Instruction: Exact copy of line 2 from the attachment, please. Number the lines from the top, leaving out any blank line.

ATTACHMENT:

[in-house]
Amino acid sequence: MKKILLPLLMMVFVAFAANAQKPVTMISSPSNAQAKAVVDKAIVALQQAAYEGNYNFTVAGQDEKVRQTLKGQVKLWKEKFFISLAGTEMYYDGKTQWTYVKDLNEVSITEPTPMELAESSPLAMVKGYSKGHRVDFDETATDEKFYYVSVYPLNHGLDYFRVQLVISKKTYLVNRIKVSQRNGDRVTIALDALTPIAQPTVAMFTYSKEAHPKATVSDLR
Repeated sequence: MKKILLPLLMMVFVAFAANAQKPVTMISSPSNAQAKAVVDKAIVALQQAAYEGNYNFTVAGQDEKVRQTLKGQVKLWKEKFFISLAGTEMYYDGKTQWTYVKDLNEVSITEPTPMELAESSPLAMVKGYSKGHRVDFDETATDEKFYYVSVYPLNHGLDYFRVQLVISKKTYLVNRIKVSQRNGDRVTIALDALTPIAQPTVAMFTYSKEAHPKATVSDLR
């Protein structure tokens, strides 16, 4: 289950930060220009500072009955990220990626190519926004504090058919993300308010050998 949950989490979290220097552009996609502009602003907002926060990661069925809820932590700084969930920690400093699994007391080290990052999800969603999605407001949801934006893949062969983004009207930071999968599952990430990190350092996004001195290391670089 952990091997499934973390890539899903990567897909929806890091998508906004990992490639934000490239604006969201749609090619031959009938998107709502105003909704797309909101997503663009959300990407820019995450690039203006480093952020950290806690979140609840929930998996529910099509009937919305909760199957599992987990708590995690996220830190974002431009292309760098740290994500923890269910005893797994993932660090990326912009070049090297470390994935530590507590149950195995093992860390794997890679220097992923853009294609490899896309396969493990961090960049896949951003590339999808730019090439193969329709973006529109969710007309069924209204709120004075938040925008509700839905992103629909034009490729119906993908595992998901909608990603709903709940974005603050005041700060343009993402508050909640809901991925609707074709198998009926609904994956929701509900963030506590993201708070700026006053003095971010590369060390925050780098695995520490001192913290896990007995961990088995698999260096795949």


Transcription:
Amino acid sequence: MKKILLPLLMMVFVAFAANAQKPVTMISSPSNAQAKAVVDKAIVALQQAAYEGNYNFTVAGQDEKVRQTLKGQVKLWKEKFFISLAGTEMYYDGKTQWTYVKDLNEVSITEPTPMELAESSPLAMVKGYSKGHRVDFDETATDEKFYYVSVYPLNHGLDYFRVQLVISKKTYLVNRIKVSQRNGDRVTIALDALTPIAQPTVAMFTYSKEAHPKATVSDLR